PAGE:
Background: Aspiration pneumonia has been a growing interest in an aging population. Anaerobes are important pathogens, however, the etiology of aspiration pneumonia is not fully understood. In addition, the relationship between the patient clinical characteristics and the causative pathogens in pneumonia patients with aspiration risk factors are unclear. To evaluate the relationship between the patient clinical characteristics with risk factors for aspiration and bacterial flora in bronchoalveolar lavage fluid (BALF) in pneumonia patients, the bacterial floral analysis of 16S ribosomal RNA gene was applied in addition to cultivation methods in BALF samples. Methods: From April 2010 to February 2014, BALF samples were obtained from the affected lesions of pneumonia via bronchoscopy, and were evaluated by the bacterial floral analysis of 16S rRNA gene in addition to cultivation methods in patients with community-acquired pneumonia (CAP) and healthcare-associated pneumonia (HCAP). Factors associated with aspiration risks in these patients were analyzed. Results: A total of 177 (CAP 83, HCAP 94) patients were enrolled. According to the results of the bacterial floral analysis, detection rate of oral streptococci as the most detected bacterial phylotypes in BALF was significantly higher in patients with aspiration risks (31.0 %) than in patients without aspiration risks (14.7 %) (P = 0.009). In addition, the percentages of oral streptococci in each BALF sample were significantly higher in patients with aspiration risks (26.6 ± 32.0 %) than in patients without aspiration risks (13.8 ± 25.3 %) (P = 0.002). A multiple linear regression analysis showed that an Eastern Cooperative Oncology Group (ECOG) performance status (PS) of ≥3, the presence of comorbidities, and a history of pneumonia within a previous year were significantly associated with a detection of oral streptococci in BALF. Conclusions: The bacterial floral analysis of 16S rRNA gene revealed that oral streptococci were mostly detected as the most detected bacterial phylotypes in BALF samples in CAP and HCAP patients with aspiration risks, especially in those with a poor ECOG-PS or a history of pneumonia.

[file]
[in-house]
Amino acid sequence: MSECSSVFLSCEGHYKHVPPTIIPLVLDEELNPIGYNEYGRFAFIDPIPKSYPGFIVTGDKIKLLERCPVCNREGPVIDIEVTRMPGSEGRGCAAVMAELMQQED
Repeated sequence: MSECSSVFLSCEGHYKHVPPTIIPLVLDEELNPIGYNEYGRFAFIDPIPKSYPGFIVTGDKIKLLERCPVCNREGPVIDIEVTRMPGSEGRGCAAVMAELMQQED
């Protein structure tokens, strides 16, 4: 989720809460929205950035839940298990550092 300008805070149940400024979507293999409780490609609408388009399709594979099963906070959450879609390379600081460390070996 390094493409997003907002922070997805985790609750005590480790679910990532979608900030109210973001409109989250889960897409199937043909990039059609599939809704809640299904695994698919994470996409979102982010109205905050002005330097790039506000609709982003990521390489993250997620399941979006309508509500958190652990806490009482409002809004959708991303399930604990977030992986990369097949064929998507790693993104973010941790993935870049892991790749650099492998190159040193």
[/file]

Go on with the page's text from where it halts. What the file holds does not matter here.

All Science Journal Classification (ASJC) codes
- Pulmonary and Respiratory Medicine